When Michael Phelps Stood Atop the World in the 100 Freestyle

Michael Phelps

Where did Michael Phelps deliver his greatest performance? The immediate answer – at least for most – is Beijing, site of the 2008 Olympic Games. It’s where Phelps won eight gold medals to produce the finest Olympic showing in history. And given the prestige of Olympic competition, the argument for Beijing is sound.

Yet, a little more than a year earlier, Phelps was nothing short of spectacular at the 2007 edition of the World Championships. Racing at Rod Laver Arena in Melbourne, Phelps collected seven titles and set a quartet of individual world records – 200 freestyle, 200 butterfly, 200 individual medley and 400 medley. There was also a solo crown in the 100 butterfly and golds in the 400 freestyle relay and 800 freestyle relay.

The only thing preventing Phelps from capturing eight titles in Melbourne was a United States disqualification in the preliminaries of the 400 medley relay. In a way, though, that DQ enabled Phelps to win eight golds for the first time on the biggest of stages, adding a bit of cachet to his week inside the Water Cube.

As great as Phelps was throughout his career, one moment that has gone largely overlooked is what the American star managed in the 100 freestyle in Melbourne. At least for that week Down Under, Phelps stood atop the world in what is frequently known as the sport’s Blue Ribbon event. Although he didn’t capture a title in the discipline, he was the fastest man of the World Championships.

Leading off the United States’ 400 freestyle relay on March 25, Phelps popped a 48.42 clocking for the 100 freestyle. Out in 23.46, the face of the sport came home in 24.96 to put the American squad in command, ahead of Canada (Brent Hayden – 48.55) and Brazil (Cesar Cielo – 48.63). Ultimately, Team USA won the event in 3:12.72, with Italy (3:14.04) and France (3:14.68) claiming silver and bronze, respectively.

Through his relay-opening split, Phelps didn’t just put the United States in position to prevail, he provided evidence that a huge week was ahead. Indeed, that scenario unfolded, with Phelps going 1:43.86 to break Ian Thorpe’s iconic world record in the 200 freestyle, along with a 1:52.09 mark in the 200 butterfly that supplied a three-second triumph. Behind a 1:54.98 outing in the 200 IM, Phelps became the first man to crack 1:55 in the event, and his 4:06.22 world record in the 400 medley was made even more impressive by the fact that the race was contested at the end of the program. For good measure, he delivered a come-from-behind victory over Ian Crocker in the 100 butterfly.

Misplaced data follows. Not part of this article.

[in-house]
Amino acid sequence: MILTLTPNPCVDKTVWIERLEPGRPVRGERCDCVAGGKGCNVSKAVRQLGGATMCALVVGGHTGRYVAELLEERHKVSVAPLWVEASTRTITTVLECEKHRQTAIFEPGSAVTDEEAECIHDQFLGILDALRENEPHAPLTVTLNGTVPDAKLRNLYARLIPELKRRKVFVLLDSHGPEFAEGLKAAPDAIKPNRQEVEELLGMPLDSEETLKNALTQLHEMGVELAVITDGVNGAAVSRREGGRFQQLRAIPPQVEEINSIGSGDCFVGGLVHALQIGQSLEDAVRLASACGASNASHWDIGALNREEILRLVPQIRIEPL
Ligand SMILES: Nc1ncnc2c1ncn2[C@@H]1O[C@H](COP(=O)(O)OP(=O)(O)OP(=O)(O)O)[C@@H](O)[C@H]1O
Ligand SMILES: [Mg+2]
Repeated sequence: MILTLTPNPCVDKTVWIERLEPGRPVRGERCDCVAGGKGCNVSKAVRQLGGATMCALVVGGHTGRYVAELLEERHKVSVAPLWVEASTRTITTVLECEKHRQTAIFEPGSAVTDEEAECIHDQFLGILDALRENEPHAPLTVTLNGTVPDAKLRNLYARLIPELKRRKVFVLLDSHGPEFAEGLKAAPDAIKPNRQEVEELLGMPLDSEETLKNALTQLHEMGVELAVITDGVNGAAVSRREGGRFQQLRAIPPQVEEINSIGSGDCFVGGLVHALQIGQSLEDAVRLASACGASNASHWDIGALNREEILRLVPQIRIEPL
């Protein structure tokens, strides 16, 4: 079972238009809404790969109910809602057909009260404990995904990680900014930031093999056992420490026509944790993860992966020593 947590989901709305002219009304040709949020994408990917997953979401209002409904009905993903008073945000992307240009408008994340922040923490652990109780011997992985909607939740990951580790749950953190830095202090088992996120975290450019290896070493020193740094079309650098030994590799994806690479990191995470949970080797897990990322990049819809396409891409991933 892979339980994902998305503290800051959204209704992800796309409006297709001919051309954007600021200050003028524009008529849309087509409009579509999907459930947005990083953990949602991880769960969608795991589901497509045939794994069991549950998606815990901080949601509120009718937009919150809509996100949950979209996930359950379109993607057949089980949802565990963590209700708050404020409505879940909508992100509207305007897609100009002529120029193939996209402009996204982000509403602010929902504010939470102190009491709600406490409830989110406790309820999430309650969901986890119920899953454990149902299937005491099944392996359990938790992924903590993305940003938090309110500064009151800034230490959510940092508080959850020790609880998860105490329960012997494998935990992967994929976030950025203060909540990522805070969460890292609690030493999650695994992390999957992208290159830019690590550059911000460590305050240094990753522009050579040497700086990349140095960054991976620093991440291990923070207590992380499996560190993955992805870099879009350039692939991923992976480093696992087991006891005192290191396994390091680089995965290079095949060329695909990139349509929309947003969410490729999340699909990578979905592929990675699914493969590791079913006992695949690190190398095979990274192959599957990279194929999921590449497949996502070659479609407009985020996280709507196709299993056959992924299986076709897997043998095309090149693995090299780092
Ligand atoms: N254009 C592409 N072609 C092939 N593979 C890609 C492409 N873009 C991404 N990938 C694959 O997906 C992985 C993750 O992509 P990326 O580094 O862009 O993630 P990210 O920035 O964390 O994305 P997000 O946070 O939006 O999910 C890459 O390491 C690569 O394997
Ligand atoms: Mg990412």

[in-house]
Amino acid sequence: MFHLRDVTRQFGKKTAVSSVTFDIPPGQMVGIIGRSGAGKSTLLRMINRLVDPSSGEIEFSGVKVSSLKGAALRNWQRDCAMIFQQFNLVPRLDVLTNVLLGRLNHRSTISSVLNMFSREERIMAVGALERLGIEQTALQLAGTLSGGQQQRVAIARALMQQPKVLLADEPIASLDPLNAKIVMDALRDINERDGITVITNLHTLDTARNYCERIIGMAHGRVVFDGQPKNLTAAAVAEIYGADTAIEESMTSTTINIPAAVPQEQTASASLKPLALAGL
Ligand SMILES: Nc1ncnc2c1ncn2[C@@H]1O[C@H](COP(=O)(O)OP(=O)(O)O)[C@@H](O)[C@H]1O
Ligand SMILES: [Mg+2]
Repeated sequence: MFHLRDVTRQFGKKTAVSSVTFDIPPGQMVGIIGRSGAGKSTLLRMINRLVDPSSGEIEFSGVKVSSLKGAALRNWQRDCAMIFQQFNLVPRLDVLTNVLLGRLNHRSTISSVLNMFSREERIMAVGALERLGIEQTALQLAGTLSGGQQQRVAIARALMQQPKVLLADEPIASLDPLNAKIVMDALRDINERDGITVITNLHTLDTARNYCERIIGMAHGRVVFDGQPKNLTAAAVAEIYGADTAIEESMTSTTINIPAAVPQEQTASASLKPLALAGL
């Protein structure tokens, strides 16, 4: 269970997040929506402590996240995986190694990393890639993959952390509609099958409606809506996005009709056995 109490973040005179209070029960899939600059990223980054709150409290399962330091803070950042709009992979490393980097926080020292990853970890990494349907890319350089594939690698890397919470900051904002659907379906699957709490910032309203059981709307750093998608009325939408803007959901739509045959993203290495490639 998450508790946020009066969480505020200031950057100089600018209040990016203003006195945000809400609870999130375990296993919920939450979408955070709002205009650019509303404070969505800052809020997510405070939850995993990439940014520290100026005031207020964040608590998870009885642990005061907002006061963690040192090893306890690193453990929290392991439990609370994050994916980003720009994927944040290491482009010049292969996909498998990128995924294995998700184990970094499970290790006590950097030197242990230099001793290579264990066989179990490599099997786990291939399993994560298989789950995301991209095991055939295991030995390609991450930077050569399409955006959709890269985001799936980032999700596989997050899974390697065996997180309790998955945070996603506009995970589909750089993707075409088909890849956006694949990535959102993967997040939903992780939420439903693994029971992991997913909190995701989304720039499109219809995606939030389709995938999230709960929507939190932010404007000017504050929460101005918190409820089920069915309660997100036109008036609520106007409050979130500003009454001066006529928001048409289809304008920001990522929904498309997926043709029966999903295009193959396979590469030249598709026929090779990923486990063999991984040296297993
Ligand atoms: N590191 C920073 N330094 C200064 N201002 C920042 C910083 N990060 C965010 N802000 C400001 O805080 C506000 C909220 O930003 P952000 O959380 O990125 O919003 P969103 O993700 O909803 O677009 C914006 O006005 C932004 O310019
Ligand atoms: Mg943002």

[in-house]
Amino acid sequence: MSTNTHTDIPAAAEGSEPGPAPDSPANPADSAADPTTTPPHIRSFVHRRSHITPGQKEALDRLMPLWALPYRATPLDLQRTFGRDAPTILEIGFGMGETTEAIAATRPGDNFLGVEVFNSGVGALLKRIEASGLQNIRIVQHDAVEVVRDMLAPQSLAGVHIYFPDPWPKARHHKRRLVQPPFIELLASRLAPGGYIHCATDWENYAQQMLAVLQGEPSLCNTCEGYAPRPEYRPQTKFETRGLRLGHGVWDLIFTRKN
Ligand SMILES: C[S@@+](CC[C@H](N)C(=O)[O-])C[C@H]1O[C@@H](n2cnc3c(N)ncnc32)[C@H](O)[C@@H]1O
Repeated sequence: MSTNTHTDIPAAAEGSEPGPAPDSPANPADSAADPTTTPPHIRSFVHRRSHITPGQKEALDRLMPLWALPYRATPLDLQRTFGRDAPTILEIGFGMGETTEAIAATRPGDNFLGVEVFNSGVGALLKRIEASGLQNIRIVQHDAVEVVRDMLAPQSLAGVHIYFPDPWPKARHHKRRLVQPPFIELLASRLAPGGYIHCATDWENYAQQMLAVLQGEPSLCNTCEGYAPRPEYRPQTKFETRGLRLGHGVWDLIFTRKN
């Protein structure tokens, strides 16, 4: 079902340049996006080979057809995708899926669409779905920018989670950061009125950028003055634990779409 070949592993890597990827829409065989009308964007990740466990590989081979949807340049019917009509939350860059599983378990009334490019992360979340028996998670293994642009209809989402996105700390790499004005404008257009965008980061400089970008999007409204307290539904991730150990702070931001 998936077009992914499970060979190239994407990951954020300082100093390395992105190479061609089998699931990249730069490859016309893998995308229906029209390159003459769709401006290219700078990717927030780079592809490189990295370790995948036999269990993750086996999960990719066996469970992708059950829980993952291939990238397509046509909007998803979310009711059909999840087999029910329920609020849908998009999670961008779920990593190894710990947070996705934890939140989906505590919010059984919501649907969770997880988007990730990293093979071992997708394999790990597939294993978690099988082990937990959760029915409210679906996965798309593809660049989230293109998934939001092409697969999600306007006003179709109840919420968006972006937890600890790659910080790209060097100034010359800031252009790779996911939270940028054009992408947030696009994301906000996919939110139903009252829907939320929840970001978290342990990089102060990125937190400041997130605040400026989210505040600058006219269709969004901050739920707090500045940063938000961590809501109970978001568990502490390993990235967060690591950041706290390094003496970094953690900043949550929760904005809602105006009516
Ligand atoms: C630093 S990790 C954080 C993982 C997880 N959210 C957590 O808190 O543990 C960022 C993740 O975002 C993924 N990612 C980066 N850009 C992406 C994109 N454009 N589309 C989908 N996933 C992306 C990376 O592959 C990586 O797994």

But what about that 100 freestyle?

When Phelps unleashed his 48.42 leadoff in relay duty, the performance was celebrated as a stellar effort. However, it eventually was lost amid the excellence of his other performances, and not much was made about whether it would emerge as a faster time than what would be required to win the 100 freestyle later in the week. Well, it turned out it was.

In the final of the 100 freestyle, Hayden and Italian Filippo Magnini shared the gold medal with matching swims of 48.43, .01 slower than what Phelps managed in relay duty. The bronze medal went to Aussie Eamon Sullivan, on the strength of his 48.47 clocking. So, as Phelps left the World Champs and started on the road toward Beijing, he temporarily ranked No. 1 in the world in the 100 freestyle.

By the end of the year, due to superb summer performances, Sweden’s Stefan Nystrand (47.91) and France’s Alain Bernard (48.12) sat first and second in the world rankings, followed by Phelps in the No. 3 position. It was quite the achievement, considering the 100 freestyle ranked somewhere between sixth and eighth on Phelps’ list of top events.

Basically, it was Michael Phelps being Michael Phelps – a standalone star.

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Squiggy Wigginz
1 year ago

Very cool. I cannot imagine the effort it took to find all that out. Bravo. Makes this 52 year old want to go swim a mile this morning and get his butt back in shape.

James Nickoloff
1 year ago

What Phelps was able to accomplish over so many years continues to amaze. As a former competitor myself, I know what kind of work–physical and mental–it takes. Bravo, Michael, and thanks to John Lohn.

8 months ago

Interestingly enough, Phelps’ time of 48.42 is also precisely the time that Matt Biondi swam to establish a world record at the 1988 Olympic Trials, which stood for nearly six years. It’s impressive to know that this time was still a World Championship winning time almost 19 years later.

Christine g Rodgers
8 months ago

Totally agree.Standalone star always !,Christine